By Michelle Bailey (@MichelleBailey1)
Paul McCartney‘s brand of music easily transcends generations of fans, despite any preferred genre they may lay claim to. Nothing was more clear than that Friday night at Bell MTS Place.
Concert-goer Shannon McKinnon was happy to relive another McCartney show, just five years after last seeing the former Beatle in the city.
“Oh yes, when he was here in 2013,” she excitedly recalled while waiting in line at security.
“After the concert, my husband said it would be OK if Paul ever came back to go with a friend who didn’t mind having her arm pulled on for nearly three hours straight,” who this time came with her friend, Marie.
For more than three hours, the 76-year-old former member of The Beatles and Wings belted out song after song for thousands in the stands, both young and old.
McCartney, one of two surviving members of The Beatles, had four stops in Canada as part of his Freshen Up tour: Winnipeg, Edmonton, Montreal and Quebec City.
When he walked onto the stage at 8:17 p.m., the crowd erupted with cheers as he launched into A Hard Day’s Night followed by Hi, Hi, Hi and Can’t Buy Me Love.
Even when he digressed to play some of his newer music, featured on his album, Egypt Station, released just this month, the audience clapped with energy and enthusiasm, simply thrilled to have McCartney back in the ‘Peg.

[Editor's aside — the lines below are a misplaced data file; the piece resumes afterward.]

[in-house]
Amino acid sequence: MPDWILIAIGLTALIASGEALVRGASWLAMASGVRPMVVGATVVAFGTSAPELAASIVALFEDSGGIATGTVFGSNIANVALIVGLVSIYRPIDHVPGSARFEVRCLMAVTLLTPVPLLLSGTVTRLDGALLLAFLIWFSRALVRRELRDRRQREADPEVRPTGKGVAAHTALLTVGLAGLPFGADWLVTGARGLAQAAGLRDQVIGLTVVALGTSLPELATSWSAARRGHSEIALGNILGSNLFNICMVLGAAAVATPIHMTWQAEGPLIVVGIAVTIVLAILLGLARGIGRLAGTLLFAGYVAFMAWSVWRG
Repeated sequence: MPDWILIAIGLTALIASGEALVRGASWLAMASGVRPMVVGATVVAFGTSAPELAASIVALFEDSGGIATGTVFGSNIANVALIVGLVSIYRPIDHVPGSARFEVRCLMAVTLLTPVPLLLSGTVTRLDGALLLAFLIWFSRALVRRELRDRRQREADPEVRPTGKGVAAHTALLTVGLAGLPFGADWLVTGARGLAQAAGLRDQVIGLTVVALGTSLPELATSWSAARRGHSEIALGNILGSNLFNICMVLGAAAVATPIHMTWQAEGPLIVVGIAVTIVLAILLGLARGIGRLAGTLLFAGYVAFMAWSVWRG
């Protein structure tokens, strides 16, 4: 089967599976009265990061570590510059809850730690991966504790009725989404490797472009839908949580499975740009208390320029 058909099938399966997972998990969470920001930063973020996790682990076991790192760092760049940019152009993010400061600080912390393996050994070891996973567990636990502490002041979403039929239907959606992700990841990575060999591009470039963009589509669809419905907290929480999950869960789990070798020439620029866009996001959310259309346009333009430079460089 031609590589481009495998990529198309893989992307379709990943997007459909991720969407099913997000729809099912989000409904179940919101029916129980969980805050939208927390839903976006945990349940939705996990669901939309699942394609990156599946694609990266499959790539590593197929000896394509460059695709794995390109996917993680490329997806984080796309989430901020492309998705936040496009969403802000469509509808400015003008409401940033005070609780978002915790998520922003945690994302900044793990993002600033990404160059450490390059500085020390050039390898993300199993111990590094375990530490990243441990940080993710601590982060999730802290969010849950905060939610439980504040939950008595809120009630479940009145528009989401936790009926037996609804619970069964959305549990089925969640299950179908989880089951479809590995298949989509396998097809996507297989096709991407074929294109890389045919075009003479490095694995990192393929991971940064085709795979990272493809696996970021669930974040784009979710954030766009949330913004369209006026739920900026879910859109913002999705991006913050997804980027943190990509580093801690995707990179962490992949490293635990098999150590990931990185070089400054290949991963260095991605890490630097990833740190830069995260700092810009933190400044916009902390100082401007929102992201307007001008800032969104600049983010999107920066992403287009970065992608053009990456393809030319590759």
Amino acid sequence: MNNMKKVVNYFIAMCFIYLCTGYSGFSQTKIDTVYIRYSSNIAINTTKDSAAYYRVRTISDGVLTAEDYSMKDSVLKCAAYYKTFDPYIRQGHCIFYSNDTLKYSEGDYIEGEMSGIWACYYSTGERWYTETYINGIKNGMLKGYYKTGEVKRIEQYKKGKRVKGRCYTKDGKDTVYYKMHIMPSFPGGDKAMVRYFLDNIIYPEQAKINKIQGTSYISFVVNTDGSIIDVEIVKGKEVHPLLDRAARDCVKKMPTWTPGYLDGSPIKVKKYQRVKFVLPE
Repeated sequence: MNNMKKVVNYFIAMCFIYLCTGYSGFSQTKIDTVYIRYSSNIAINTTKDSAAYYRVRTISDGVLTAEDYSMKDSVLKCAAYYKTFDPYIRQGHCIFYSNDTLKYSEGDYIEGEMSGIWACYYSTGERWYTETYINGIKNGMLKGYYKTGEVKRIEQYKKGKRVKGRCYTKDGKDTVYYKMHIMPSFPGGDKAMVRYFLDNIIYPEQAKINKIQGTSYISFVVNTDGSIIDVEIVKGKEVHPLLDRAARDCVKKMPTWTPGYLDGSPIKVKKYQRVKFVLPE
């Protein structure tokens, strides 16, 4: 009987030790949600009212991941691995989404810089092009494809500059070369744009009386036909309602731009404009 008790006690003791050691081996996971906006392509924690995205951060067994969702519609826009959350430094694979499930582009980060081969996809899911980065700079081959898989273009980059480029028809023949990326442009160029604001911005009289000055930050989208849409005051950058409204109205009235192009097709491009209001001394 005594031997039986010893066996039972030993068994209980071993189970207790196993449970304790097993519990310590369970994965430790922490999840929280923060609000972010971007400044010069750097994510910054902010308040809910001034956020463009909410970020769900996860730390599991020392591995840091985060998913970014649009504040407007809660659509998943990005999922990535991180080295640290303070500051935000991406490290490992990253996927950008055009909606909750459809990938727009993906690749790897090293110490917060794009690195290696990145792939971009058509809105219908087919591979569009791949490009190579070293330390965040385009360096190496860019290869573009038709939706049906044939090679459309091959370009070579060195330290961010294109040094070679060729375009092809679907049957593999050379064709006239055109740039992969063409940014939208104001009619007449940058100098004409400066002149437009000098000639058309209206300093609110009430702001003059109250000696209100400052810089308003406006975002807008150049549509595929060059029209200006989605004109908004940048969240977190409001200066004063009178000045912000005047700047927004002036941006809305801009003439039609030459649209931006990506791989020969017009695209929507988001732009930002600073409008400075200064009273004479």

However, there’s no denying the classics McCartney is known for as a member of The Beatles and Wings is what got the crowd whistling and singing along as was evident when he took to the piano to perform Let ‘Em In which he wrote and released with Wings in 1976.
He even took a moment to sing a song he wrote for his wife, Nancy Shevell, who was in the audience. My Valentine was penned in 2009 and sung for her at their October, 2011 wedding.
The audience really got into it halfway through the when McCartney asked if they were ready for some Ob-La-Di, Ob-La-Da circa 1968.
McCartney spent a lot of time chatting up the crowd, cracking jokes and also reminiscing about the stories of songs written by other members of the Beatles. At one point, he brought out a ukulele to play Something, paying homage to George Harrison (who died in 2001) and wrote the tune.
The pyrotechnics during Live and Let Die shook the building and, of course, the audience took over when McCartney gave everyone the cue to do so during Hey Jude to wrap things up.
When he came back out for an encore, he did so waving a large Canadian flag and to deliver a little more to the crowd of 13,700 by performing Yesterday, I Saw Her Standing There, Sgt. Pepper, Helter Skelter, Golden Slumbers and The End. Confetti canons capped off the concert as McCartney waved and said: “we hope to see you next time.”